Dateline – Thursday 7 February 2019. Time check – circa 2.00pm. I had had a very hectic long day in the High Court, doing cross examinations in about four cases. I was mentally and physically exhausted.
But the day was not over yet. I entered another courtroom for a hearing. The case was called, and we, the lawyers, announced ourselves.
Then, most unexpectedly the Judge asked:
“Captain, what is the meaning of Bloody Widow”?
I was completely taken aback. “Bloody Widow my lord?”
“Yes, Captain, what is the meaning of Bloody Widow”?
Instantly my mind went over to Parliament House and I remembered the day the Minority boycotted the swearing in of a fresh member of the House, Hon Lydia Seyram Alhassan.
“My Lord, by Bloody Widow, the impression is being created that she rode to Parliament on the horseback of blood, due to the violence in the by-election…”
“Captain, are you sure? Does it not mean she killed her husband?” We all in the courtroom laughed and shifted our attention to the real case on the table. But an idea had been sown in my head. “Bloody Widow!”
Most educated people throughout the world are familiar with the epic story of MACBETH, where his wife, Lady Macbeth, pressurised him to kill the King, Duncan, so that he will become the King, and, she, Lady Macbeth, as the Queen.
One Macbeth film portrays Lady Macbeth out of her mind, naked, endlessly washing her hands of ever-flowing imaginary blood.
Kyeremanteng Agyarko was rumoured to have been extremely very hardworking downstairs, so he had about three or so number of the fair sex as his life partners. When he passed on, it was considered natural that one of his “Solomonic” wives should replace him in Parliament.
Lydia Seyram Alhassan looked a better choice – with roots in the Volta Region and the North, standing for parliament in a highly cosmopolitan constituency like Ayawaso West Wuogon, her victory needed no Owusu Bempah prediction.
With the New Patriotic Party (NPP) in power, winning a by-election for an NPP seat in an NPP stronghold warranted no violence at all. But, consistent with the by-election culture in Ghana – Atiwa, Akwatia, Talensi Chereponi – it was not unexpected that the doomed to lose opposition candidate would foment trouble.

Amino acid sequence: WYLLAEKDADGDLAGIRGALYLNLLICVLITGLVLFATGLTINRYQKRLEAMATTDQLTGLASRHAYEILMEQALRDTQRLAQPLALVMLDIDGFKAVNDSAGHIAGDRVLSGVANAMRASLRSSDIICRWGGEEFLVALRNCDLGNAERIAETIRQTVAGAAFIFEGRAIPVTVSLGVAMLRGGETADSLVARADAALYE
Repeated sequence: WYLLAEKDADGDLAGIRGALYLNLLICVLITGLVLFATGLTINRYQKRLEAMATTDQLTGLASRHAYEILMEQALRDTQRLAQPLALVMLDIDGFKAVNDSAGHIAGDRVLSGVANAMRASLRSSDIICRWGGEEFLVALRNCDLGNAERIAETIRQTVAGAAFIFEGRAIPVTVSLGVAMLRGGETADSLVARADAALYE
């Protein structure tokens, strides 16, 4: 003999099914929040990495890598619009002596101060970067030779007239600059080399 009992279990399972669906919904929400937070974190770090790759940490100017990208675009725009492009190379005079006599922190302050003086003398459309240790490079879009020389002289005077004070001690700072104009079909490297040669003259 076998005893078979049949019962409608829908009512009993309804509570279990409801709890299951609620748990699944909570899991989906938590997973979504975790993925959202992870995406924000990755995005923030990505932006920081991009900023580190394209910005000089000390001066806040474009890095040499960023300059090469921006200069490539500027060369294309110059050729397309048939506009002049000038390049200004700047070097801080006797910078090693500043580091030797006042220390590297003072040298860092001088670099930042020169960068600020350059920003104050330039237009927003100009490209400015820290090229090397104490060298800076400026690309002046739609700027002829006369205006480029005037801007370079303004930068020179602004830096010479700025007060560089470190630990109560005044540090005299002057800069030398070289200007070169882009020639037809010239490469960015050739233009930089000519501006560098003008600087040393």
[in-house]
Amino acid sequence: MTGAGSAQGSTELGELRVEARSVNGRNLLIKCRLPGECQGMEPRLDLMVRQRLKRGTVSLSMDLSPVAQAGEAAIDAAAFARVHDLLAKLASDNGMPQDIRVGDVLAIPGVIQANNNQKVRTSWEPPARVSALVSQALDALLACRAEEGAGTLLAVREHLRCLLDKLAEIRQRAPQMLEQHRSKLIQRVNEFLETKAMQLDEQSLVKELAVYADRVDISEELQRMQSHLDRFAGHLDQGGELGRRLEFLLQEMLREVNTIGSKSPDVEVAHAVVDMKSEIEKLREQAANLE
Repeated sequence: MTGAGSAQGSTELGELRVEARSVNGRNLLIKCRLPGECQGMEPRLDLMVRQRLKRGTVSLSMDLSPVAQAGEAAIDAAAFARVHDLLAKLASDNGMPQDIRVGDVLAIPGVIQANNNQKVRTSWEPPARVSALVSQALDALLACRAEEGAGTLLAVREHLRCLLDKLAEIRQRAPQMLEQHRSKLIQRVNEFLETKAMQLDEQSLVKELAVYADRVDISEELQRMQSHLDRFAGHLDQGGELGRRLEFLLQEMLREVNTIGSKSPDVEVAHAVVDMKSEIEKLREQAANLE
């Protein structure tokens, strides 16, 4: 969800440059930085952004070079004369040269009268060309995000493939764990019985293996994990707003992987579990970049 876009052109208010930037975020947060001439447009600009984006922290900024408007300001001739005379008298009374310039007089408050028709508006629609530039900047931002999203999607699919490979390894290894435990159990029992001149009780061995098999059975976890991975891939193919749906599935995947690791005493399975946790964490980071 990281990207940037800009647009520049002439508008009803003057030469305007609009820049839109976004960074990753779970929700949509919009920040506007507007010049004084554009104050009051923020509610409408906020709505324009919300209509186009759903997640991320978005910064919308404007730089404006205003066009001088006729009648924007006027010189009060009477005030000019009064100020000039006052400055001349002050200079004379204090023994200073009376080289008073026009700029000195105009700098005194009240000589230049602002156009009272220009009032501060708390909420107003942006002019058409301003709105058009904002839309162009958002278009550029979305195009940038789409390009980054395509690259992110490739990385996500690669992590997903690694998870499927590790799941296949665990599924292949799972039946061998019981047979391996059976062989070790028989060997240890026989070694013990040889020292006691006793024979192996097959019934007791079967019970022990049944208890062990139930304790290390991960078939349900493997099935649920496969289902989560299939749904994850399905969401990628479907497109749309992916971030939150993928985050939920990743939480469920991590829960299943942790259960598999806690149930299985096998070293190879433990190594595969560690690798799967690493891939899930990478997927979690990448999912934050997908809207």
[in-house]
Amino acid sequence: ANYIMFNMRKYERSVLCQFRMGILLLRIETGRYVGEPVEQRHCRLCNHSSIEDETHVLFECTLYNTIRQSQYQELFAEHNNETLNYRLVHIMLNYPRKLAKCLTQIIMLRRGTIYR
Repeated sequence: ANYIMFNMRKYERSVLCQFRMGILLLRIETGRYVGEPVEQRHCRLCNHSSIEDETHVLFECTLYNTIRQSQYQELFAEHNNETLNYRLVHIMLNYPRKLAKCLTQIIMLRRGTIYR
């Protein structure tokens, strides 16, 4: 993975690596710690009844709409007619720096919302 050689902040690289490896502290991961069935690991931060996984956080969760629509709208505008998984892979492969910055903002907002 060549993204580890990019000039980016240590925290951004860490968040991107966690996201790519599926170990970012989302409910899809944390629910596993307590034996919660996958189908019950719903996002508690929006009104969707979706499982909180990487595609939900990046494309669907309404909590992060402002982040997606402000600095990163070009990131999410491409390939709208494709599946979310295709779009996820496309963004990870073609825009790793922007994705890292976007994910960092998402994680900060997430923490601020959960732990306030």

… And trouble did come, but the NPP won all the same, as expected. So, the newly-elected MP came to Parliament House on Tuesday February 5 to be sworn in as a new member of Parliament (MP),, and the opposition MPs staged a protest walk out, which was normal, except that they went over the bar when some of them whisked a banner or placard with the inscription : “BLOODY WIDOW”.
“Bloody Honourable” or “Bloody MP” or “Bloody Candidate” or even “Bloody Politician” would each have been more appropriate. “Bloody Widow” is terrible, a faux pas, a needless expression, most in appropriate, because the veiled suggestion is that it was she who killed her husband.
Must the matter be left to rest, just because Hon. Seyram Alhassan has already publically forgiven the Minority for referring to her as a “Bloody Widow”? Probably yes, except that if I were to have been her advocate, I would have impressed upon her the need for her, not only to demand an apology, but a complete withdrawal and extraction of that reference.
A hundred years from now, all of us would have been dead and gone. An entirely new generation will people the nation Ghana, and historians will recall once upon a time a “Bloody Widow” who sat in the floor of the House to take her husband’s seat.
I have no doubt in my mind that Minority Leader Hon Haruna Iddrisu, a lawyer like me, will agree that all this is most unfortunate. I do not think any member of the Minority ever intended this erroneous impression to be created, and it will be most honourable for the Minority to come out boldly to apologise and withdraw, and extract the expression “Bloody Widow”.
They can still make their point, albeit baselessly, by referring to her as a “Bloody Politician” “Bloody Honourable” or Bloody something …”
But, at any rate, let me beg to ask? Did anybody lose his life at Ayawaso West Wuogon? If not, why the expression “Bloody”?
Honourable Haruna Iddrisu, my learned friend, are you reading me?